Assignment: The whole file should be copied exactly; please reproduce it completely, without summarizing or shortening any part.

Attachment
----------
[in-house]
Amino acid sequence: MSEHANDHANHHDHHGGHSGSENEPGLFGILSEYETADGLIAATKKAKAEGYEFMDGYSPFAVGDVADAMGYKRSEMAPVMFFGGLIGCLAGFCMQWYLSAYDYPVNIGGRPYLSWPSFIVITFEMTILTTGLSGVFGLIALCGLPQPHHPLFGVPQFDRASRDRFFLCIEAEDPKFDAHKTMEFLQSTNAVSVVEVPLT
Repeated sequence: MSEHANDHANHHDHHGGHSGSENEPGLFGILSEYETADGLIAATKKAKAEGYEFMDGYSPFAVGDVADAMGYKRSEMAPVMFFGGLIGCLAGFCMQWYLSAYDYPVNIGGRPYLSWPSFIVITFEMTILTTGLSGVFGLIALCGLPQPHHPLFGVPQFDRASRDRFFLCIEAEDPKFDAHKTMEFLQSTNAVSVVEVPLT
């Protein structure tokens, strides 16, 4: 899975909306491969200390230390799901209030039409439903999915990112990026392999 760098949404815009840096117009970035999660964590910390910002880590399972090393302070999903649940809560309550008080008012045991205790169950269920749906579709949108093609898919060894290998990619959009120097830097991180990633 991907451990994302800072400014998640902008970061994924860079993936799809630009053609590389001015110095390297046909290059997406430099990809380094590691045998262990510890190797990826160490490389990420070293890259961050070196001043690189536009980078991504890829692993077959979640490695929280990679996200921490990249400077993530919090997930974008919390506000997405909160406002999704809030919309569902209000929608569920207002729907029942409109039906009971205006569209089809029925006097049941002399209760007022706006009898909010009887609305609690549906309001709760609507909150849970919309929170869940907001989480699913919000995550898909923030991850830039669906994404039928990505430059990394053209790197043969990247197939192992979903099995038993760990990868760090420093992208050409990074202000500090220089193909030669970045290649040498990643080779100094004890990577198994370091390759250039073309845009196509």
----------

[in-house]
Amino acid sequence: MSEHANDHANHHDHHGGHSGSENEPGLFGILSEYETADGLIAATKKAKAEGYEFMDGYSPFAVGDVADAMGYKRSEMAPVMFFGGLIGCLAGFCMQWYLSAYDYPVNIGGRPYLSWPSFIVITFEMTILTTGLSGVFGLIALCGLPQPHHPLFGVPQFDRASRDRFFLCIEAEDPKFDAHKTMEFLQSTNAVSVVEVPLT
Repeated sequence: MSEHANDHANHHDHHGGHSGSENEPGLFGILSEYETADGLIAATKKAKAEGYEFMDGYSPFAVGDVADAMGYKRSEMAPVMFFGGLIGCLAGFCMQWYLSAYDYPVNIGGRPYLSWPSFIVITFEMTILTTGLSGVFGLIALCGLPQPHHPLFGVPQFDRASRDRFFLCIEAEDPKFDAHKTMEFLQSTNAVSVVEVPLT
């Protein structure tokens, strides 16, 4: 899975909306491969200390230390799901209030039409439903999915990112990026392999 760098949404815009840096117009970035999660964590910390910002880590399972090393302070999903649940809560309550008080008012045991205790169950269920749906579709949108093609898919060894290998990619959009120097830097991180990633 991907451990994302800072400014998640902008970061994924860079993936799809630009053609590389001015110095390297046909290059997406430099990809380094590691045998262990510890190797990826160490490389990420070293890259961050070196001043690189536009980078991504890829692993077959979640490695929280990679996200921490990249400077993530919090997930974008919390506000997405909160406002999704809030919309569902209000929608569920207002729907029942409109039906009971205006569209089809029925006097049941002399209760007022706006009898909010009887609305609690549906309001709760609507909150849970919309929170869940907001989480699913919000995550898909923030991850830039669906994404039928990505430059990394053209790197043969990247197939192992979903099995038993760990990868760090420093992208050409990074202000500090220089193909030669970045290649040498990643080779100094004890990577198994370091390759250039073309845009196509």